Tax administrations around the world focus on taxpayer non-compliance risks. The efficient audit selection strategy identifies taxpayers who likely to be noncompliant, i.e., who have the highest likelihood of yielding large amounts of audit adjustments and penalties. Each taxpayer obtains a score based on their unique features (size, industry, compliance history) and audit data (whatever the selection technique) (whatever the selection strategy). The IRS may use these tactics to develop "profiles" of diverse taxpayers to find lawbreakers. This strategy overcomes random selection's faults while preserving its benefits (intelligence building for tax administration, statistically robust approach) (intelligence building for tax administration, statistically robust approach).  This audit selection strategy is favoured by several tax administrations in industrialised nations, as well as transitional and emerging nations. It is costly to invest in trustworthy computer systems and data collection procedures. Such a system would need government assistance for substantial costs. It is also advantageous for future tax administration requirements. Nations in development with limited resources and expertise may suffer.
III. TAX SYSTEM IN INDIA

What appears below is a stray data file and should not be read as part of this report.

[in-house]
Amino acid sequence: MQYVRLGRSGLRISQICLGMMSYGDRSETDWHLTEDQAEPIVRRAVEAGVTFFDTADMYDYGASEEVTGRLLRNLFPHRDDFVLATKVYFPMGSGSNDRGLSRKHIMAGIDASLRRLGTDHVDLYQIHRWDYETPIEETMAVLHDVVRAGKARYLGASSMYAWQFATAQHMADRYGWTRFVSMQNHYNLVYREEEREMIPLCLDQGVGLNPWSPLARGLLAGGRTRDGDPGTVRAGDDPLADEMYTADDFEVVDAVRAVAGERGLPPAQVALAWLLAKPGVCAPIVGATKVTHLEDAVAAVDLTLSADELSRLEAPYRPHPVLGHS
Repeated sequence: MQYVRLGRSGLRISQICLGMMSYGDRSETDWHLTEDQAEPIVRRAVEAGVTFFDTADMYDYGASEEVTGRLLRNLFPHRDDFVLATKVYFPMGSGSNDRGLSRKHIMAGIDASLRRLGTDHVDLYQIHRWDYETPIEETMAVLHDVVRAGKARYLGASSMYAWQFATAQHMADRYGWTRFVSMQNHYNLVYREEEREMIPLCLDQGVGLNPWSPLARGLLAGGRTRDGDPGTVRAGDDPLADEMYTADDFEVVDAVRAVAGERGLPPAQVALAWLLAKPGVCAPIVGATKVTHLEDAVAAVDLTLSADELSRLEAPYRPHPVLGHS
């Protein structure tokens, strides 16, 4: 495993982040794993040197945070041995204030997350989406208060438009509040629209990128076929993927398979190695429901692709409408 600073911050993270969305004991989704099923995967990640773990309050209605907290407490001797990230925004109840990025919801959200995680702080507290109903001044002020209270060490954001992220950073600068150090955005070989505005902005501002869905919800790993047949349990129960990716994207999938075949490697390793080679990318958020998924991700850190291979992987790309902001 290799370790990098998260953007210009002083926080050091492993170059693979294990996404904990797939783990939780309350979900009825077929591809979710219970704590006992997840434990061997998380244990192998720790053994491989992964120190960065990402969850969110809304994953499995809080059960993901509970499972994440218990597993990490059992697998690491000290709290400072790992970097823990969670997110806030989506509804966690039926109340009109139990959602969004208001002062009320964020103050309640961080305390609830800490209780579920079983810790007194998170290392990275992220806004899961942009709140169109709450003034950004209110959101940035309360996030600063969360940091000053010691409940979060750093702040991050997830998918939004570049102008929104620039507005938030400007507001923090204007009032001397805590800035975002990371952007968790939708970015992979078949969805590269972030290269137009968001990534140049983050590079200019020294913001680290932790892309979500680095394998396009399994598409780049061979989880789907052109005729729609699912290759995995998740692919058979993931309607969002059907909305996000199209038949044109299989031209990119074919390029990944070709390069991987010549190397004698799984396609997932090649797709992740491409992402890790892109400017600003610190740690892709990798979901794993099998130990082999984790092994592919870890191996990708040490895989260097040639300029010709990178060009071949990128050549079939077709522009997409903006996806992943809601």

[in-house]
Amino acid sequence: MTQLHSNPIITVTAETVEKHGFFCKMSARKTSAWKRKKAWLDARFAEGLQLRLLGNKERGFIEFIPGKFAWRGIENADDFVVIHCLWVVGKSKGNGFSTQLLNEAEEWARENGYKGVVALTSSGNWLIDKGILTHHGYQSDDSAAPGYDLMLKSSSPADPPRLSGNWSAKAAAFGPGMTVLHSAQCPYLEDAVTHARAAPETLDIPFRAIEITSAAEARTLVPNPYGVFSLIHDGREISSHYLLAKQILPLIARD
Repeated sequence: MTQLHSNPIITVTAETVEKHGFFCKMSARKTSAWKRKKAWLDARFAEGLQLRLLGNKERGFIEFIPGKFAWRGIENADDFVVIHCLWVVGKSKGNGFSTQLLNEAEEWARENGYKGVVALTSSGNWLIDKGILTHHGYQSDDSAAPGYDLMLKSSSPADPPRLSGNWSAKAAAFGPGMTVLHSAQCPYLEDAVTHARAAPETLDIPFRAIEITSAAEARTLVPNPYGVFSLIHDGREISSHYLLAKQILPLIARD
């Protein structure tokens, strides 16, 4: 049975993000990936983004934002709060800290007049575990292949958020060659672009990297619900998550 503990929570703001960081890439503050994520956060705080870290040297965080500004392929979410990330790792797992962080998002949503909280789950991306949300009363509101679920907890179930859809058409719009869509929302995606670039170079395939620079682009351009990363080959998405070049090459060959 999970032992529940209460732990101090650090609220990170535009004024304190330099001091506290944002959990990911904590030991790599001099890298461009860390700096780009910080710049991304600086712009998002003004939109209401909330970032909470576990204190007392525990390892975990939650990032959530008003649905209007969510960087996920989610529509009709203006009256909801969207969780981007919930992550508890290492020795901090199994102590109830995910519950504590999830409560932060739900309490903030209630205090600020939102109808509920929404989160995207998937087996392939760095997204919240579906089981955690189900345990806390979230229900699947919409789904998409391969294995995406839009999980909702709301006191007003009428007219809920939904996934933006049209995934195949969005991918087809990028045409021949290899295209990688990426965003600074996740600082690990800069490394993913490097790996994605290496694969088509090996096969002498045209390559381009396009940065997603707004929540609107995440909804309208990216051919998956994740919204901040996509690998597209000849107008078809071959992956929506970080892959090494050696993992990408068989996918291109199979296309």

India has nearly 30 million taxpayers, calculated according to the data analysis in the year 2007. India follows the basic principle: trust the taxpayers, but verify their claims. So the system that was followed in India was a system of selective introduced in 1987. The selection of auditing remained discretional, giving unfettered power to tax officials, and it has been since then a source of many complaints. However, in the 1990s, the Central Board of Direct Taxes (CBDT) specified criteria for selecting cases for audit in their annual action plans. However, a superior officer still needs to give approval, thus still leaving rooms for discretion and creating room for exceptions. In 2004, the CBDT moved to establish a self-assessment system sing risk-based audits supported by efficient Information Technology. The construction of a nationwide tax office computer network. As part of this network, more than 750 offices in 540 Indian cities and villages were brought online. This was achieved by establishing a centralised computer system for tax return processing. In 2006, businesses were forced to submit their documents electronically.